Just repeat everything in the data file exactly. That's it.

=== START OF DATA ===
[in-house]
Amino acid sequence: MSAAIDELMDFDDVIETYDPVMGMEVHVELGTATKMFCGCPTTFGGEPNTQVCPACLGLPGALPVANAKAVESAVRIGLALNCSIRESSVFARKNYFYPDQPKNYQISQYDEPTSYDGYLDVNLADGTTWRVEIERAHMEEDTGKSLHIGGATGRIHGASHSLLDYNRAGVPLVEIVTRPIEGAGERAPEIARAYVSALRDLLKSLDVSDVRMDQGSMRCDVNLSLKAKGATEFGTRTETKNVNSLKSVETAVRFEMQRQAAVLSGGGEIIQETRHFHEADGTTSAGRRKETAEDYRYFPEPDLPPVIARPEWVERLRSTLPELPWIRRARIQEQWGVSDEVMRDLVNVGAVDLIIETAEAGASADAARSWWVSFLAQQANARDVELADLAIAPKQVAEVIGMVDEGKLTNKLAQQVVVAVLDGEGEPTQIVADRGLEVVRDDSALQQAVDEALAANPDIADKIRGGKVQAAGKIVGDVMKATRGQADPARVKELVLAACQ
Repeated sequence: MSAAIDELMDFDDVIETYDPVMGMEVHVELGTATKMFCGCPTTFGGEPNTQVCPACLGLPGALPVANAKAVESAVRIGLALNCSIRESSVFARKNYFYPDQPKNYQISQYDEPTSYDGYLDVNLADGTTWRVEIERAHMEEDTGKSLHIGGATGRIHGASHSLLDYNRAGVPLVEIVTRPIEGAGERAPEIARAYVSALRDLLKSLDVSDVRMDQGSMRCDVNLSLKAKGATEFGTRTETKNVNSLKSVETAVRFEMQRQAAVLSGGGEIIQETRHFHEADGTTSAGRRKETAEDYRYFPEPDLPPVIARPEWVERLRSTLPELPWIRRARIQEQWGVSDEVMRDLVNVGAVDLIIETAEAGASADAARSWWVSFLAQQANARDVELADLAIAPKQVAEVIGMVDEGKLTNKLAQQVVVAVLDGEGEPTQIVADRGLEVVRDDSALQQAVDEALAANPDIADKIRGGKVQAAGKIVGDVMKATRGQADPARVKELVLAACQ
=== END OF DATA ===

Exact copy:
[in-house]
Amino acid sequence: MSAAIDELMDFDDVIETYDPVMGMEVHVELGTATKMFCGCPTTFGGEPNTQVCPACLGLPGALPVANAKAVESAVRIGLALNCSIRESSVFARKNYFYPDQPKNYQISQYDEPTSYDGYLDVNLADGTTWRVEIERAHMEEDTGKSLHIGGATGRIHGASHSLLDYNRAGVPLVEIVTRPIEGAGERAPEIARAYVSALRDLLKSLDVSDVRMDQGSMRCDVNLSLKAKGATEFGTRTETKNVNSLKSVETAVRFEMQRQAAVLSGGGEIIQETRHFHEADGTTSAGRRKETAEDYRYFPEPDLPPVIARPEWVERLRSTLPELPWIRRARIQEQWGVSDEVMRDLVNVGAVDLIIETAEAGASADAARSWWVSFLAQQANARDVELADLAIAPKQVAEVIGMVDEGKLTNKLAQQVVVAVLDGEGEPTQIVADRGLEVVRDDSALQQAVDEALAANPDIADKIRGGKVQAAGKIVGDVMKATRGQADPARVKELVLAACQ
Repeated sequence: MSAAIDELMDFDDVIETYDPVMGMEVHVELGTATKMFCGCPTTFGGEPNTQVCPACLGLPGALPVANAKAVESAVRIGLALNCSIRESSVFARKNYFYPDQPKNYQISQYDEPTSYDGYLDVNLADGTTWRVEIERAHMEEDTGKSLHIGGATGRIHGASHSLLDYNRAGVPLVEIVTRPIEGAGERAPEIARAYVSALRDLLKSLDVSDVRMDQGSMRCDVNLSLKAKGATEFGTRTETKNVNSLKSVETAVRFEMQRQAAVLSGGGEIIQETRHFHEADGTTSAGRRKETAEDYRYFPEPDLPPVIARPEWVERLRSTLPELPWIRRARIQEQWGVSDEVMRDLVNVGAVDLIIETAEAGASADAARSWWVSFLAQQANARDVELADLAIAPKQVAEVIGMVDEGKLTNKLAQQVVVAVLDGEGEPTQIVADRGLEVVRDDSALQQAVDEALAANPDIADKIRGGKVQAAGKIVGDVMKATRGQADPARVKELVLAACQ